2. The second part of the process involves dealing with the objections that a client has to going ahead with reaching forgiveness. These objections often have to do with wanting protection against the expected consequences of forgiveness: “If I forgave him, then something bad would happen” that I’d be tempted to reconcile with him, that he could hurt me again, etc. Objections about consequences need to be met by eliciting or teaching specific protective coping skills. “If you forgave him, how could you still maintain your resolve to stay separate and be protected against future hurt?”
  3. Other objections have to do with the meaning of forgiveness to the client. “If I forgave her, that would mean something about me” that I’m a wimp, that I condone what she did to me, etc. Objections about meaning need to be met by changing the client’s meaning through some kind of reframing. “Can you see that far from being a wimp, your forgiving her would mean that you have accomplished a change that takes great courage, compassion and understanding one that only a few human beings are capable of?”

A short mind-experiment can provide you with a very compact experience of the forgiveness process:

    1. First think of two people in your life:
      • a. someone you like very much, and
      • b. someone you dislike very much.
    2. After identifying these two people, think of them simultaneously.
    3. Continuing to think of these two people in your mind simultaneously, notice how you represent them differently in your mind.
      • First look at your images. One image is probably larger than the other one, farther away than the other, one brighter or more colorful than the other, one more to your left than the other, one higher or lower than the other, etc.
      • Next notice your auditory experience of these two people. Is there a voice with one image and not with the other, or are there differences in the volume or tonality of the two voices, etc?
      • Finally notice differences in your feelings in response to these two images. Besides feeling like for one and dislike for the other, do you feel colder/warmer, more connected/disconnected, etc. with one than the other?
    4. Now comes the really interesting part. Try exchanging the locations of the images of the two people in your mind, and notice how your feelings change in response to this little experiment. For instance, I represented the disliked person small, far away, dim, on my right and silent. The image of the liked person was large, close, bright, on my left, with a clear voice. If I exchange the two, the disliked person is on my left, large and bright, with a clear voice.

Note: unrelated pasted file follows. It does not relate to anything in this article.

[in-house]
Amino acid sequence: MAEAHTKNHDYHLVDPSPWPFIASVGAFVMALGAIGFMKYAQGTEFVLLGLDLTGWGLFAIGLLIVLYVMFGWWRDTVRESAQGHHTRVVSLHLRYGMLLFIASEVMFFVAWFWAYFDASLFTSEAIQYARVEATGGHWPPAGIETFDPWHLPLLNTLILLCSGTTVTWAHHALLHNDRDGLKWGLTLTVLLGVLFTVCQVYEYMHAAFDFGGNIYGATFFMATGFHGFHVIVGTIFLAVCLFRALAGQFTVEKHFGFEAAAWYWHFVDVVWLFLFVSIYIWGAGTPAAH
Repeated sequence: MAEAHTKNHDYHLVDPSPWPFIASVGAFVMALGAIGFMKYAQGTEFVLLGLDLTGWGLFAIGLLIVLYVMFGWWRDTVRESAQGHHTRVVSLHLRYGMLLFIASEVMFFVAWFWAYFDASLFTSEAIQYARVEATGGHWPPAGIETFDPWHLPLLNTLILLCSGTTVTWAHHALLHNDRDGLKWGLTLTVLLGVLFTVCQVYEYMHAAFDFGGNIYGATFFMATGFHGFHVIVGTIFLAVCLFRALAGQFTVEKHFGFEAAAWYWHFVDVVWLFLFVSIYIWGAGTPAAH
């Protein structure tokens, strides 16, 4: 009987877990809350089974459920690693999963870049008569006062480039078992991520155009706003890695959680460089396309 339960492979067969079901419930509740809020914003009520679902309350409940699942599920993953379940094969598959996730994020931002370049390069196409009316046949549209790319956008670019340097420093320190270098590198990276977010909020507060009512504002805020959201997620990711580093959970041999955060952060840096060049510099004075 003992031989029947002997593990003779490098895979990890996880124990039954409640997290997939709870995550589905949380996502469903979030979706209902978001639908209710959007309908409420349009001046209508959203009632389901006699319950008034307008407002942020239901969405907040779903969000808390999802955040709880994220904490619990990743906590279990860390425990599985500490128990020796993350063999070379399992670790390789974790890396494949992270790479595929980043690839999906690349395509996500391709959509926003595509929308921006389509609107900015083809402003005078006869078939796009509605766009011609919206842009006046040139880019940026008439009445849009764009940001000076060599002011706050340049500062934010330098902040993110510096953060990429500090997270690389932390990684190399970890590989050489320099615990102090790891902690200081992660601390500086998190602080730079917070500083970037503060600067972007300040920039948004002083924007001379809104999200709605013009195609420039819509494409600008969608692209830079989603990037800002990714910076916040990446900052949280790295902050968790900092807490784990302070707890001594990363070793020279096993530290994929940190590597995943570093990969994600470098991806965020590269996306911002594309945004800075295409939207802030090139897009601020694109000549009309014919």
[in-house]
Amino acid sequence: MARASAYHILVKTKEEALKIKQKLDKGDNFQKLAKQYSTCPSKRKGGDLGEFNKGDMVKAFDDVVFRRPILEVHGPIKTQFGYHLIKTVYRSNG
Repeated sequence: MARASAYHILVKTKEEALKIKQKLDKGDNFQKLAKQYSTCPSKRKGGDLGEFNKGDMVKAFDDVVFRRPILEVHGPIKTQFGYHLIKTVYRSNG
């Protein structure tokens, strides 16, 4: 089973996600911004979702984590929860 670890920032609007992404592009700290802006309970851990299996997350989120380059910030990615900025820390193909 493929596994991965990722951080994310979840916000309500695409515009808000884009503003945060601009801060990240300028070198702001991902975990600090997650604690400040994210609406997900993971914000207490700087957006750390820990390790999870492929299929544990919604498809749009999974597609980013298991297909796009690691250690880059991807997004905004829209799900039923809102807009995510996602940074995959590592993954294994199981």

Many people simply refuse to do this experiment. Those who are willing to try this, at least for a few moments just to see what it is like, typically feel uncomfortable and unsafe, and want to quickly put the images back where they started.

There are four main points that I’d like to draw from this little experiment:

    1. The location and other process characteristics of internal images are vitally important in determining our responses to them.
    2. Since these process characteristics are completely independent of the content of the image, they can be used with any content, and constitute interventions that are totally content-free.
    3. When you tried the experiment of exchanging the images, you found that it was relatively easy to move them around and change their characteristics.
    4. Before you would be willing to make such a change permanent, we would have to find some way to satisfy your felt objections to making the change you would need to be able to feel completely comfortable and safe with the new arrangement.

These four main points are true of all therapeutic work. In the following, they are illustrated by an edited transcript of an audiotaped demonstration (2) of the forgiveness pattern with a woman who was angry with an ex-boyfriend.

Steve: Ann, you have someone you’re still angry with, and you also have in mind someone you have forgiven. Think of those two experiences; how are they different?